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Retired ag scientists glean UW crops for food pantries

Although the organic carrots and squash are fat and flavorful, they’re just byproducts on Erin Silva’s plots at the West Madison Agricultural Research Station. She plants them so that she can harvest data. But that doesn’t mean that all of that goodness goes to waste.

“For the past couple of years, we’ve been working to get that excess to area food pantries,” reports Silva, an organic crops research specialist in the UW-Madison’s agronomy department. “Volunteers have been coming to pick up what we’ve already harvested or sending a crew of volunteers to do the harvesting.

“They just picked up a truckload of winter squash, and we’re getting ready to give carrots away,” Silva adds.

“They” refers to a group of retirees from CALS, UW-Extension and elsewhere, who collect fresh produce and deliver it to area food relief agencies.

“We call ourselves the Geezer Gleaners,” says Dan Johnson, who until several years ago was research manager for the sweet corn breeding and genetics program run by agronomist and CALS interim Dean Bill Tracy.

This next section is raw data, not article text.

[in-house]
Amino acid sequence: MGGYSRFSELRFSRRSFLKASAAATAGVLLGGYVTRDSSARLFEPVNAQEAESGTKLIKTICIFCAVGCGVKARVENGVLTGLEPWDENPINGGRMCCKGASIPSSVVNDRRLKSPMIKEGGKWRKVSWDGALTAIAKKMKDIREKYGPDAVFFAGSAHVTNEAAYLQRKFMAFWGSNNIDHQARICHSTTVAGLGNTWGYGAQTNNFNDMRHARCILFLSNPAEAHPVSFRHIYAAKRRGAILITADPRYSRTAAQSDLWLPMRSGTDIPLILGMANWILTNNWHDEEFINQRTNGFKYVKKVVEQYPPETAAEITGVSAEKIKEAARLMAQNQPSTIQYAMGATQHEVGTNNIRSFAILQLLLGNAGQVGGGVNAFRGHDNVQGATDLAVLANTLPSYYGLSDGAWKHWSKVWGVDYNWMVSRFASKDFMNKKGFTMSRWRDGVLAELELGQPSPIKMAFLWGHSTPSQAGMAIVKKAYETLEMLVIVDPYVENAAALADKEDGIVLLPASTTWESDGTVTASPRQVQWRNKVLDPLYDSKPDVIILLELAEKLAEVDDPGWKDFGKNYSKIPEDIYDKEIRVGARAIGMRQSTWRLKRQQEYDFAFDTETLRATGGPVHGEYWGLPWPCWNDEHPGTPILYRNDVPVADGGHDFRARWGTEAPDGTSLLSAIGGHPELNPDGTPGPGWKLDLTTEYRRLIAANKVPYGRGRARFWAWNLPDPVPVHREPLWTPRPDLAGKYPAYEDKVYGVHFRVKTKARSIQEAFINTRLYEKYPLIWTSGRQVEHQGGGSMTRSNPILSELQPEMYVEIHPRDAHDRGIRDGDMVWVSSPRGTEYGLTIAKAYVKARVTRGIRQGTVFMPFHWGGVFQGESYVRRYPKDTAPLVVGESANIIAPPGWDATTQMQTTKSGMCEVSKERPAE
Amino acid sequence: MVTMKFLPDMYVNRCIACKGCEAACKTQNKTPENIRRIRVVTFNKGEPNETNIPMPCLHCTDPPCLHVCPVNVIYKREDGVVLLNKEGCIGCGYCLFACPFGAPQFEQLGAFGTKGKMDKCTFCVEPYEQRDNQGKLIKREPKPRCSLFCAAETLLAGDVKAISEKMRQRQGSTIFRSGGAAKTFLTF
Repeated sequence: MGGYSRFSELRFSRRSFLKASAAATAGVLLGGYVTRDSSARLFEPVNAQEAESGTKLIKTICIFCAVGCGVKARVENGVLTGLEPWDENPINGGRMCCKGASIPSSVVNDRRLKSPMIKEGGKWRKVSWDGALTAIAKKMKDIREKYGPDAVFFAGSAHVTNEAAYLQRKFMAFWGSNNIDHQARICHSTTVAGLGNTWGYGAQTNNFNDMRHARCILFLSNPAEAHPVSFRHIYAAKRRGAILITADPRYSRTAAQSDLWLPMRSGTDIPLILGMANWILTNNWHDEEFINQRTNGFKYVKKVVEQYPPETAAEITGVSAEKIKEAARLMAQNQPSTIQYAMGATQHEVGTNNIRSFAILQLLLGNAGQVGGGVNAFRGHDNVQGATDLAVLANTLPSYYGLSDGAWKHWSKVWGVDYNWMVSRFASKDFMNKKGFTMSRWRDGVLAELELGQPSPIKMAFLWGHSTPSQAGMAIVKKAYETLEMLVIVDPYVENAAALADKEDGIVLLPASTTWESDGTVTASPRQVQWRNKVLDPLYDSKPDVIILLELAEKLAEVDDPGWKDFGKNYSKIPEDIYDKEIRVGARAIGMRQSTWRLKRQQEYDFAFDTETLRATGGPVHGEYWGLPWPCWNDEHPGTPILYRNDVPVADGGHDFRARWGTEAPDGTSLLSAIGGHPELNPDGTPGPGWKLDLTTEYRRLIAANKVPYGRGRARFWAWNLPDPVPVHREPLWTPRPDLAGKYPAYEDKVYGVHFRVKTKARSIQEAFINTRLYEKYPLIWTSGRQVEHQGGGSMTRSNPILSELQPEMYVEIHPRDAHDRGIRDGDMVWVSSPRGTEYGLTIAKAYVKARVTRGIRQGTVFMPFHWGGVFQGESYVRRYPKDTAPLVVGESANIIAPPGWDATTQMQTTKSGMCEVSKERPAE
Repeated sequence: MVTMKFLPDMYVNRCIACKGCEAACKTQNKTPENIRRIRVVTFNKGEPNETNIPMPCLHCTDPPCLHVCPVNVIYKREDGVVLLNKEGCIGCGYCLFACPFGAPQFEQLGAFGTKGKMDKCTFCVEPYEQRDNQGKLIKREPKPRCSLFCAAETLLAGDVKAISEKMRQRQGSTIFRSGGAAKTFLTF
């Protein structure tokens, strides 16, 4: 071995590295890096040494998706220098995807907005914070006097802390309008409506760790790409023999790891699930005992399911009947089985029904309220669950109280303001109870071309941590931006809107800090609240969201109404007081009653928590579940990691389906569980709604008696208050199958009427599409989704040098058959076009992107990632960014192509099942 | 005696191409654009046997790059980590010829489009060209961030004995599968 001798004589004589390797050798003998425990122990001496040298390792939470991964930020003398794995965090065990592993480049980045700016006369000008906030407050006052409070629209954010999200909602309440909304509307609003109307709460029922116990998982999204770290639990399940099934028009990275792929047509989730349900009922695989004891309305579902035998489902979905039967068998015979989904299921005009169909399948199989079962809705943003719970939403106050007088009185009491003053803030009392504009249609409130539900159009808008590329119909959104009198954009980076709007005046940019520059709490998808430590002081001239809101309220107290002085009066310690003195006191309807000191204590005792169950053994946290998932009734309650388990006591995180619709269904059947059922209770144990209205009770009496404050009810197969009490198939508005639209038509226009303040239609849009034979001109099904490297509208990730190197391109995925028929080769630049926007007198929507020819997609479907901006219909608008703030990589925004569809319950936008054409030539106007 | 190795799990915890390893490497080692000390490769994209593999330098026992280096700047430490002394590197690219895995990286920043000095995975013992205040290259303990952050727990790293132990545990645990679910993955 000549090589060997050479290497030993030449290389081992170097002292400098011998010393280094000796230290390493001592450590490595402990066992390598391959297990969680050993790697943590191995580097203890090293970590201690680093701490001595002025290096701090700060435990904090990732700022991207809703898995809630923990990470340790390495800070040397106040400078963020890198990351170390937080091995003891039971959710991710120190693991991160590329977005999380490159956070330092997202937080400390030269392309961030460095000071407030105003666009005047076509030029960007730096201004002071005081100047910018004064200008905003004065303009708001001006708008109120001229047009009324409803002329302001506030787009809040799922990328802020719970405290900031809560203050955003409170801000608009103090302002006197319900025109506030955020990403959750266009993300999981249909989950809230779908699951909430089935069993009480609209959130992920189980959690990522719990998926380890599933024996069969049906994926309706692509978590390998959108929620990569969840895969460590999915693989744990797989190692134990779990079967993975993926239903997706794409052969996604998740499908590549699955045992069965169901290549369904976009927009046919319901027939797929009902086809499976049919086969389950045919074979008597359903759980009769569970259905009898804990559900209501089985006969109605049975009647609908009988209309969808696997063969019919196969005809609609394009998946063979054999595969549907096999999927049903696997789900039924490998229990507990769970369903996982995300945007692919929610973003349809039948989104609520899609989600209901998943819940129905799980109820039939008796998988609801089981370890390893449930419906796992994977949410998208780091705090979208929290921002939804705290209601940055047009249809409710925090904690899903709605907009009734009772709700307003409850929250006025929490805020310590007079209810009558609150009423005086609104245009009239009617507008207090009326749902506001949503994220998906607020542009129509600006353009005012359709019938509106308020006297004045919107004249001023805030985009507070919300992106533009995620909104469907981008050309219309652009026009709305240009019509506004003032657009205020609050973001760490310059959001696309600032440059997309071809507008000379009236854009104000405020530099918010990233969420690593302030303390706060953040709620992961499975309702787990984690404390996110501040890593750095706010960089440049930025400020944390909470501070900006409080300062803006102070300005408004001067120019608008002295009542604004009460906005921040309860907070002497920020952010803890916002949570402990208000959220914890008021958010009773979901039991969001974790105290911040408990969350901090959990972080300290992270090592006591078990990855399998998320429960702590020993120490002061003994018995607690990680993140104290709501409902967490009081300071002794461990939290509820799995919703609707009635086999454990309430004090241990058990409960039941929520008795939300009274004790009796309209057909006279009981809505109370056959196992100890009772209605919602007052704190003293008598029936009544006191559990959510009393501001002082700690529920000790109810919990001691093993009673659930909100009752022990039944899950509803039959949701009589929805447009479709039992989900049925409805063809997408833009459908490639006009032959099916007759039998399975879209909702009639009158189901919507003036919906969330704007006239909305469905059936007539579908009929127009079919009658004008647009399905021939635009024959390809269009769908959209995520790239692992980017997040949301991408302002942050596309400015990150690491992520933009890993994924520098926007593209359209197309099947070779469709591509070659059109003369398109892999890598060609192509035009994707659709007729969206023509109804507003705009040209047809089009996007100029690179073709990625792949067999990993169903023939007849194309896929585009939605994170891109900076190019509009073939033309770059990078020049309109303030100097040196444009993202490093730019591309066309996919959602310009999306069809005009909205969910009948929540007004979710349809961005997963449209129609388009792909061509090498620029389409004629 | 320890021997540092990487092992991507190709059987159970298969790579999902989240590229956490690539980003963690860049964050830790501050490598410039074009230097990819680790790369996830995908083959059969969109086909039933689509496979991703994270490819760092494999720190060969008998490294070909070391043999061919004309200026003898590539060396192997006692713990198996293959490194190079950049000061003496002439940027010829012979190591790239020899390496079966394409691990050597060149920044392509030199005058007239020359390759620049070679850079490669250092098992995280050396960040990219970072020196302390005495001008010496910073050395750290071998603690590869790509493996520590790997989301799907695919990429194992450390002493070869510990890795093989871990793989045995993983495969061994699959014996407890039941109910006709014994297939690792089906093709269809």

Among other gleaners are Emmett Schulte, Professor Emeritus of Soil Science, and Tom Parslow, who helped lead UW-Extension’s agriculture and natural resources program. The vegetables and fruit they harvest get distributed through Community Action Coalition, Second Harvest, the St Vincent de Paul food pantry, the Middleton Outreach Ministry food pantry and similar programs.

Silva grows vegetables on two acres of certified organic land at West Madison to identify varieties suited to organic production—for example, varieties that compete well with weeds and resist insects and diseases, and which have characteristics that appeal to buyers in organic markets.

Her plots are just a few of many at West Madison, Arlington, Hancock and other CALS Agricultural Research Stations that supply bounty to food pantries, notes Judy Reith-Rozelle, Assistant Superintendent at the West Madison station. West Madison also contributes produce from it’s demonstration gardens and the proving grounds the station maintains for the national All-American variety evaluation program.

“We’ve provided hundreds of pound of watermelons, tomatoes, squash and cucumbers,” she says. This year the station has also begun sending food—including large quantities of grapes from its demonstration vinyard—to the Goodman Community Center on Madison’s near east side. The center uses the produce in a program aimed at teaching youth how to cook and preserve food.

                                               

Know of additional sources of produce? Want to help glean? Contact Dan Johnson at 608-836-1638 or maedoouro@live.com

 

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